Though there are many enthusiasts cheering the rise of the virtual currency, bitcoin, experts already declared similar products foolish as early as 1776, according to Paul Krugman.
The Nobel Prize-winning economist wrote in a blog post Friday that famed economist Adam Smith would have “scorned” bitcoins because “mining” them requires expending real resources. Smith criticized the use of gold and silver currency in the 18th century, arguing that valuable resources were being expended to create something that was simply symbolic. Krugman writes that the same can be said of bitcoins.
“Now here we are in a world of high information technology -- and people think it’s smart, nay cutting-edge, to create a sort of virtual currency whose creation requires wasting real resources in a way Adam Smith considered foolish and outmoded in 1776,” he wrote in the Friday post.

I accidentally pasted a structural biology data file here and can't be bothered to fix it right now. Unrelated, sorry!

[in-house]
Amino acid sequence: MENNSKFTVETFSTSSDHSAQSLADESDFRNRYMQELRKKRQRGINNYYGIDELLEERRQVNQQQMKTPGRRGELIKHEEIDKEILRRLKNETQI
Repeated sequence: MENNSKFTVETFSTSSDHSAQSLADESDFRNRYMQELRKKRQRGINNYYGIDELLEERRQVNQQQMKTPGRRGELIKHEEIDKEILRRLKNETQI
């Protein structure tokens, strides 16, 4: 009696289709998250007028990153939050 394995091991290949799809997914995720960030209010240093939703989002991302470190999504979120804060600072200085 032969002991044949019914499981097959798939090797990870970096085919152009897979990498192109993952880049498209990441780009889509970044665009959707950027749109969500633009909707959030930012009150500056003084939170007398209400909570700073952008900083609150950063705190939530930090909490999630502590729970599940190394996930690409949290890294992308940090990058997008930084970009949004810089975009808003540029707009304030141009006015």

Bitcoins are a form of internet currency accepted by some websites to purchase actual goods. The internet money isn't backed by any national government, though. The coins popularity have grown in recent weeks and the total value of outstanding bitcoins surpassed $1 billion earlier this month. Users can buy the coins or “mine” them by running high-level computer programs that take up a lot of memory space and have a slim chance of producing any actual coins.
Despite skepticism from Krugman and others, the currency is gaining traction among investors and internet geeks. The Winklevoss twins, best known for their legal battle with Mark Zuckerberg over Facebook, claimed last week to own about 1 percent of all the bitcoins in existence -- a sum reportedly worth about $11 million. In addition, a family in Texas claimed they sold a Porsche for 300 bitcoins earlier this month.